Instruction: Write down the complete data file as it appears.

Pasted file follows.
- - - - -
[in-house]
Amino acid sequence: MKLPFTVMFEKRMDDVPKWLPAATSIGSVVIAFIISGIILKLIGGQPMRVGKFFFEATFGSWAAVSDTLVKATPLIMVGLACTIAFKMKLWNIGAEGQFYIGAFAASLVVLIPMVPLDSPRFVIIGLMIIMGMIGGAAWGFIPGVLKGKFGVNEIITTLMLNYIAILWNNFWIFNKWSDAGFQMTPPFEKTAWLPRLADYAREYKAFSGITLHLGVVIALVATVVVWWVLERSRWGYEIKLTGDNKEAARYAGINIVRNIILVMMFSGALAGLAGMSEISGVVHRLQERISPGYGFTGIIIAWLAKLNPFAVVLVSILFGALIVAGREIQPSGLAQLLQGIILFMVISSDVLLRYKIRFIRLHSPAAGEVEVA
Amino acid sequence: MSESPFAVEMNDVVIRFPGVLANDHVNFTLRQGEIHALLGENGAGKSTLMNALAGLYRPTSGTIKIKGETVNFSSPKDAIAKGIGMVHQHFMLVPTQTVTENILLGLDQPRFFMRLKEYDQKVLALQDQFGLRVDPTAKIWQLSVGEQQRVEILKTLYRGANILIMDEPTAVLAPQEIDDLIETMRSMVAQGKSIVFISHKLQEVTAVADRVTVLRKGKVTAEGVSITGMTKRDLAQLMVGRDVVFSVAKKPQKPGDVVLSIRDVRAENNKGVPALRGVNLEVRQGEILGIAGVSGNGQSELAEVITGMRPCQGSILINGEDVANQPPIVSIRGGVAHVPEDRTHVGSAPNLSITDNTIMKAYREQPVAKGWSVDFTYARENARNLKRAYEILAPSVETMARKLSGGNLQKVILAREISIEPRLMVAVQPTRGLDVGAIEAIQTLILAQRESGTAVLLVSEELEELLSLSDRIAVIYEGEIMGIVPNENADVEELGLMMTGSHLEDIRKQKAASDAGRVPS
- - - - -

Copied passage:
[in-house]
Amino acid sequence: MKLPFTVMFEKRMDDVPKWLPAATSIGSVVIAFIISGIILKLIGGQPMRVGKFFFEATFGSWAAVSDTLVKATPLIMVGLACTIAFKMKLWNIGAEGQFYIGAFAASLVVLIPMVPLDSPRFVIIGLMIIMGMIGGAAWGFIPGVLKGKFGVNEIITTLMLNYIAILWNNFWIFNKWSDAGFQMTPPFEKTAWLPRLADYAREYKAFSGITLHLGVVIALVATVVVWWVLERSRWGYEIKLTGDNKEAARYAGINIVRNIILVMMFSGALAGLAGMSEISGVVHRLQERISPGYGFTGIIIAWLAKLNPFAVVLVSILFGALIVAGREIQPSGLAQLLQGIILFMVISSDVLLRYKIRFIRLHSPAAGEVEVA
Amino acid sequence: MSESPFAVEMNDVVIRFPGVLANDHVNFTLRQGEIHALLGENGAGKSTLMNALAGLYRPTSGTIKIKGETVNFSSPKDAIAKGIGMVHQHFMLVPTQTVTENILLGLDQPRFFMRLKEYDQKVLALQDQFGLRVDPTAKIWQLSVGEQQRVEILKTLYRGANILIMDEPTAVLAPQEIDDLIETMRSMVAQGKSIVFISHKLQEVTAVADRVTVLRKGKVTAEGVSITGMTKRDLAQLMVGRDVVFSVAKKPQKPGDVVLSIRDVRAENNKGVPALRGVNLEVRQGEILGIAGVSGNGQSELAEVITGMRPCQGSILINGEDVANQPPIVSIRGGVAHVPEDRTHVGSAPNLSITDNTIMKAYREQPVAKGWSVDFTYARENARNLKRAYEILAPSVETMARKLSGGNLQKVILAREISIEPRLMVAVQPTRGLDVGAIEAIQTLILAQRESGTAVLLVSEELEELLSLSDRIAVIYEGEIMGIVPNENADVEELGLMMTGSHLEDIRKQKAASDAGRVPS